The three most important things to include in a style guide

Brand identity is a must for any business and should always be a core part of  the marketing plan. Creating a style guide for your company's visual assets ensures consistent branding throughout your organisation and helps to gain customer trust. Here, we look at the three most important decisions that form the basis of your style guide.

By Carla Stanton, graphic designer at technical PR agency, Stone Junction.

The placement and choice of fonts, colours and logo are crucial decisions to make and form the basis of brand guidelines. A style guide document not only allows everyone in the company to easily create branded documents, it's also useful for an external designer or agency to deliver more consistent designs that need fewer changes.

When creating a style guide, it is important to think about how you would like customers to see your brand and what emotions you would like to evoke. 

Choose appropriate fonts and use them consistently
The fonts you choose should reflect your brand identity. Headings should be the largest in size and compliment the brand ethos. If you want to use a script, uppercase or fancier font, this is the place to do it because these fonts will be less legible for use in body text.

When selecting a font for body copy, it should be something easy to read because it will be smaller and made up of text-heavy paragraphs. You need to make sure it can be read clearly and not cause any confusion for the reader. Don't go smaller than a font size of eleven for body text, unless it is being used for image captions. Anything smaller in the body, will take away legibility.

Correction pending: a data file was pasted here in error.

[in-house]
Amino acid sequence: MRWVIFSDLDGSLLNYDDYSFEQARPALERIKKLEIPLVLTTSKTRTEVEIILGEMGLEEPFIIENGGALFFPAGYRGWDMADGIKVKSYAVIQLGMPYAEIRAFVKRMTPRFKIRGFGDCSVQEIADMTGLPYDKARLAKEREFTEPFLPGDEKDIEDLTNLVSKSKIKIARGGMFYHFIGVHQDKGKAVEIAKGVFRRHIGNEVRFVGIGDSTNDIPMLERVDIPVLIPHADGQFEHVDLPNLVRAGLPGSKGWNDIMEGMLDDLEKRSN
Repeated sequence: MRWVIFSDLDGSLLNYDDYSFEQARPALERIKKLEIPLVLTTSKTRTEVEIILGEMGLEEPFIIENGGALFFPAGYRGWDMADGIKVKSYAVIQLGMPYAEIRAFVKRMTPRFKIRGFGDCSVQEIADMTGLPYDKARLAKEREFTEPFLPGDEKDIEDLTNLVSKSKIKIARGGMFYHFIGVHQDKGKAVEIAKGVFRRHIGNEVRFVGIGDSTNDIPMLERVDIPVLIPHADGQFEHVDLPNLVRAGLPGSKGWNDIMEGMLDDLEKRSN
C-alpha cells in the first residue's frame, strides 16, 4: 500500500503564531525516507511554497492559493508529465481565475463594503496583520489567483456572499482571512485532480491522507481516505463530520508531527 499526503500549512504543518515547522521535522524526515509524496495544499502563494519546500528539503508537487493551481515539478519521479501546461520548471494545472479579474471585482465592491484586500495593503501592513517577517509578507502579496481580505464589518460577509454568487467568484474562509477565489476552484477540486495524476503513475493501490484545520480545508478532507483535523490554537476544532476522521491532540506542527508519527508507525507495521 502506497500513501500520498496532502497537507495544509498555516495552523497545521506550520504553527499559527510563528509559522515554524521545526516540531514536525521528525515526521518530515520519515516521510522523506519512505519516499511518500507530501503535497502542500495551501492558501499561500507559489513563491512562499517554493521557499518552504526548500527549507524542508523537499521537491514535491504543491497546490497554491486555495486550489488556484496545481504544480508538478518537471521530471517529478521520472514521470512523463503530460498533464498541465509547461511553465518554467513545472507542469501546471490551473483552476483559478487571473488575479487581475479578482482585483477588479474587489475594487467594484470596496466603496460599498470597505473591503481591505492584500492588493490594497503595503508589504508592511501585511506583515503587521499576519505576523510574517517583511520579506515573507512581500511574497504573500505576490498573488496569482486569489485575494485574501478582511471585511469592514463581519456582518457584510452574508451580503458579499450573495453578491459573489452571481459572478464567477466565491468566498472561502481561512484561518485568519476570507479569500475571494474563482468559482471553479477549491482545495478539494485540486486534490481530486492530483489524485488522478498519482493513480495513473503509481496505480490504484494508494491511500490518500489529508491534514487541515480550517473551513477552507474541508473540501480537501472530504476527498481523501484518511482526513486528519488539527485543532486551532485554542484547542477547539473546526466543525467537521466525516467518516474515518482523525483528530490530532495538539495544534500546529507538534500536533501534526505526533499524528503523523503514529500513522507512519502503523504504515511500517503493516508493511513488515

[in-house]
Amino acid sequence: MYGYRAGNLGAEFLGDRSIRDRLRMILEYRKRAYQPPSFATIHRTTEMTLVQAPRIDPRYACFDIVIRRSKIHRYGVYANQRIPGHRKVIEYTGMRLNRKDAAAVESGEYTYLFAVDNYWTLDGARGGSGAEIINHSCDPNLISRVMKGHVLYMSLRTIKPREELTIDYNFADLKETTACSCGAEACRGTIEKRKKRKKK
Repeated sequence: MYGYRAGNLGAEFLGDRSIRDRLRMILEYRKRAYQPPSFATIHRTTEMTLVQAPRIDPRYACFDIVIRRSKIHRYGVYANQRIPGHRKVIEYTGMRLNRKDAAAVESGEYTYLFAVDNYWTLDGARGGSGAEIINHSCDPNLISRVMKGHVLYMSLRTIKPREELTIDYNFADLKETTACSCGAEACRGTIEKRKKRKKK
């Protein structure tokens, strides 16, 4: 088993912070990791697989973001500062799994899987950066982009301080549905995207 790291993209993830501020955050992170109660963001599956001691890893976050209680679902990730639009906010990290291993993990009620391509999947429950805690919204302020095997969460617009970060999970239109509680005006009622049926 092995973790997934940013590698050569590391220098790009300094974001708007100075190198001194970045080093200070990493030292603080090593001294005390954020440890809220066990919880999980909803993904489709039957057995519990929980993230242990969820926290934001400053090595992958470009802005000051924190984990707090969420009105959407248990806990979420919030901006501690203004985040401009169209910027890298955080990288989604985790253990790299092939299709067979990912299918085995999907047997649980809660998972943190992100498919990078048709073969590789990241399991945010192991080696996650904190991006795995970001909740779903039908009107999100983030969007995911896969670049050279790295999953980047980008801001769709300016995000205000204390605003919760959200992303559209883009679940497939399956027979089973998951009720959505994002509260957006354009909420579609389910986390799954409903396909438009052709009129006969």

Select colours that complement your brand image
After you have chosen the right font you need to think about a colour palette for your brand. Colours evoke emotion and should be used to complement the brand definition and character. It is good to understand the psychology of colour to aid your selection process. For example, green portrays growth; red, ambition; and purple is usually associated with creativity. There is a useful diagram here to help with basic colour strategy for marketing.

Once you have some key colours, take a note of the hex codes that identify them as well as any RGB and CMYK codes, which will ensure the correct colour is used every time.

Make rules for logo positioning and size
You really need to consider the position and size of your logo to make it work to its full potential. Thinking about some general dos and don’ts help to create some simple rules that keep your logo at the forefront of your brand. If you want your logo to appear over a photograph, you need to make sure it can be viewed clearly without any interference from the image behind. 

It is usual practice to be supplied with several versions of your logo (colour, black, white, transparent background) to suit a variety of design scenarios. The recurring message of consistency being key is one that should be applied to logo placement too — it should be the same across all marketing collateral for both print and digital. Determine a minimum size for your logo, where it is still clear to read and maybe think about adding an exclusion-zone rule to avoid any layout issues or interference with your logo and the design.

Branding is fundamental to a strong visual strategy. If you require help with creating a style guide or advice on your next visual communications project, contact me at carlas@stonejunction.co.uk


Carla Stanton

Stone Junction is a cool technical PR agency based in Stafford. We work for all sorts of businesses, with a particular focus on technology, technical and engineering companies. We like being sent cake and biscuits by clients, journalists and prospects.

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